The plight of Ezidis were unknown to many in the world for decades. They have suffered 73 massacres throughout their history, a parliamentary Ezidi member explained to the Washington Post.
The recent onslaught of Shingal, a predominately Ezidi-populated town by Islamic State (IS/formerly ISIS) militants brought international attention to this religious minority group in Middle East.
What is less known to the world is the discrimination they have faced regionally, often referred to as “devil-worshippers” and “heretical”. The level of discrimination and phobia has partially contributed to the group’s seclusion from the rest of Kurdish society. Unfortunately, little is written about their religious beliefs, often myths have been perpetuated unjustifiably.
Recently, I came across a video of what appears to be teenage girl from the Ezidi community, where she says, “If Peshmerga are Kurds, then I am not Kurdish”. Her words caused much controversy from several Facebook page(s). On one particular Kurdish page, the video received nearly 50,000 views, 4,000 likes, 400 shares and 1,400 comments.
Most of the comments were vile, some calling her a dog. Amidst some comments were voices of reason. The young girl was clearly venting out of anger, frustration and having witnessed her entire town massacred by ISIS while Kurdish Peshmerga forces battled (and initially, some fled) the notorious group.
There is no doubt that she is not the representative of the Ezidi community, but an individual whose anger supersedes her judgement. Similarly, her words can not be used to draw a drift between Kurdish Muslims and Ezidis in the region. It is extremely disheartening that these individual videos attract a large audience.
The Kurdish-speaking ethno-religious community practices pre-date Islam, and are influenced by Assyrian traditions, and to a large extent Sufi/Shiite Islam. They practice one of the world’s oldest religions, and are often considered to be one of the most peaceful.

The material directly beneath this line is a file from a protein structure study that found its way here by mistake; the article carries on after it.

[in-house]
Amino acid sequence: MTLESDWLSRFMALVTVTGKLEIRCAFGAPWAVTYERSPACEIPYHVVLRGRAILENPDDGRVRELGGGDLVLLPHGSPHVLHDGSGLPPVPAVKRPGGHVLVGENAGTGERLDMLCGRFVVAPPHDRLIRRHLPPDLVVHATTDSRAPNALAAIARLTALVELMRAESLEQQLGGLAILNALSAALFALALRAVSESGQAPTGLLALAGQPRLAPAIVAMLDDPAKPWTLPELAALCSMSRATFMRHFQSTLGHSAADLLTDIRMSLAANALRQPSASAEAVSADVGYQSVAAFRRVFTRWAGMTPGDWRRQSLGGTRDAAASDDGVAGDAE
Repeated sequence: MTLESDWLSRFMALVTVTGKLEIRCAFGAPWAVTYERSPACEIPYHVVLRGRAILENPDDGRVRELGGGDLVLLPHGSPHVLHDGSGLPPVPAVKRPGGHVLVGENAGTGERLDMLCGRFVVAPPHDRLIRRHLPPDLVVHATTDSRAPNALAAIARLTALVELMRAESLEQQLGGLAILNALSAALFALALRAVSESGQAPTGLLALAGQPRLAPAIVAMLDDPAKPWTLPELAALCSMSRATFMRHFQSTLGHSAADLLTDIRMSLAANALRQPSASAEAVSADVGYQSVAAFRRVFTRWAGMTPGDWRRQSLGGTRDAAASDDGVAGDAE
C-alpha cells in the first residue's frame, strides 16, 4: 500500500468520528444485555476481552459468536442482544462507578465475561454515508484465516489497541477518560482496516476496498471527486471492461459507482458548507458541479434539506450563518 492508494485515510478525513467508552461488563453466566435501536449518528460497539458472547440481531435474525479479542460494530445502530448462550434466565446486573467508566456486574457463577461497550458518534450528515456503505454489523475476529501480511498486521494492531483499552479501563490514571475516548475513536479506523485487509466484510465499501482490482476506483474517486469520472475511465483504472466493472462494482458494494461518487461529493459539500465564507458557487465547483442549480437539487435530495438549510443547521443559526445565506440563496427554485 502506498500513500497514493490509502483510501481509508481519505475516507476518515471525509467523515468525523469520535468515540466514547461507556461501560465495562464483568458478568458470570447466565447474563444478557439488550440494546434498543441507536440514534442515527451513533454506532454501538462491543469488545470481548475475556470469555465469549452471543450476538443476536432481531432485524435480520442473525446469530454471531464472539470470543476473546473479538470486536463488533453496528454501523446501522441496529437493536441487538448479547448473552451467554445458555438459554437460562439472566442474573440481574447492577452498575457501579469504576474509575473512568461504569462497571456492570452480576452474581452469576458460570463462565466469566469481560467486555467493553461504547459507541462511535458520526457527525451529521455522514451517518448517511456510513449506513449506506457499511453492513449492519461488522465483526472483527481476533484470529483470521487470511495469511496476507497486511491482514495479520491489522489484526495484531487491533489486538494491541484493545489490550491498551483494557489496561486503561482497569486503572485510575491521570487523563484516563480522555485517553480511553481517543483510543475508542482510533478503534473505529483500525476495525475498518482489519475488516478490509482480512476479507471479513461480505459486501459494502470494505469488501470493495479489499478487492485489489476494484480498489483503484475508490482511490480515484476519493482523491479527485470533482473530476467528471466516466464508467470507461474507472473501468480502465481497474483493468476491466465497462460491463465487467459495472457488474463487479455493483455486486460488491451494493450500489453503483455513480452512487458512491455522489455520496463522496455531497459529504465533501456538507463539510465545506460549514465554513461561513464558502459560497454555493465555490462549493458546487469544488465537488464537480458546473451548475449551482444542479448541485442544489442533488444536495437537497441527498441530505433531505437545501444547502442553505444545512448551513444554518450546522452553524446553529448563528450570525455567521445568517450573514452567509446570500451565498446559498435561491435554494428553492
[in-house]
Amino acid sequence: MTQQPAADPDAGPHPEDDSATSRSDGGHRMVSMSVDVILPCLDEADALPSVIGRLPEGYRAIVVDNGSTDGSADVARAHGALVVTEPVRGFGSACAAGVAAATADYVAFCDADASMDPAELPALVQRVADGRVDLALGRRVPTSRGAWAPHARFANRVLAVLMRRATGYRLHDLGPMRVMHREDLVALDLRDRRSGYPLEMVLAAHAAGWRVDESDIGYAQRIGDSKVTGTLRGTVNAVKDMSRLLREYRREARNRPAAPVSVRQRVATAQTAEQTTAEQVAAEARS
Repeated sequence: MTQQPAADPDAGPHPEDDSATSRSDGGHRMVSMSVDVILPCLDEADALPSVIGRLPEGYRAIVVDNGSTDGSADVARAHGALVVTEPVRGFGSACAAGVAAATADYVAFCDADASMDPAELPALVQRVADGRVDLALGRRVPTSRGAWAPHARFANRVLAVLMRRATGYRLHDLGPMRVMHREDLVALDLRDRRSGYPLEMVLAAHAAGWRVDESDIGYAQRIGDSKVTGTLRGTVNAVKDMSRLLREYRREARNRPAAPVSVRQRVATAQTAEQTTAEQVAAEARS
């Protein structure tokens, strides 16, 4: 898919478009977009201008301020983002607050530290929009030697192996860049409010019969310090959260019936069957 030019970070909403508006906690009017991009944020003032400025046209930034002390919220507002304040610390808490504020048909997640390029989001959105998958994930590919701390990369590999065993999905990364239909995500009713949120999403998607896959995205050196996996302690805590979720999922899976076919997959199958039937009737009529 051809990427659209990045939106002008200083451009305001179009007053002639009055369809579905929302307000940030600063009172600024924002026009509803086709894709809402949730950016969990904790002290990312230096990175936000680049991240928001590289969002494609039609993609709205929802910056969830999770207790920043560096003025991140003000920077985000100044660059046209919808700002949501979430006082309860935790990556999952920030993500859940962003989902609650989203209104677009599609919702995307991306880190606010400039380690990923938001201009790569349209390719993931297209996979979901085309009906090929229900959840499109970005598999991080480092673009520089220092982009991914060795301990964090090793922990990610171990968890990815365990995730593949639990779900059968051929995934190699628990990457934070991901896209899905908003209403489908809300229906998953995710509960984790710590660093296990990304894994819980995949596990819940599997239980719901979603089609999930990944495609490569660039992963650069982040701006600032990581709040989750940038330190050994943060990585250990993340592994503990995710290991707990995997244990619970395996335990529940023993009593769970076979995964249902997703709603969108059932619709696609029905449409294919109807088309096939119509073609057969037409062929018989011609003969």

They are estimated to be around 500,000 in total, and often marry within their own groups, marrying outside is considered to be a punishable sin according to the Guardian.
Kurds have played their role throughout history in turning a blind eye and perpetuating false misconceptions and myths about the Ezidi faith. Their system of beliefs does not include hell, unlike Abrahamic religions. Although there are different explanations written about the constituents of the Ezidi faith.
For instance Sean Thomas argues that “Yazidism is a vastly ancient form of bird-worship, that could date back 6,000 years or more”. Having researched (briefly) on various authoritative websites, there is no doubt that just as various religions throughout history have been demonised, improperly presented, the Ezidi people face a similar fate.
It is important that relations between different religious groups in Kurdistan Region are rebuilt, and local religious “leaders” can play a pivotal role in establishing this. The Ezidi people have lost faith in their neighbours, and have suffered immensely. It will take years, perhaps decades for their sore wounds to heal.
And that is why it is crucial that these videos are disregarded, and greater scrutiny is placed on media outlets within Kurdistan that clearly show little concern of the consequences their posts perpetuate, and the hate they harbour.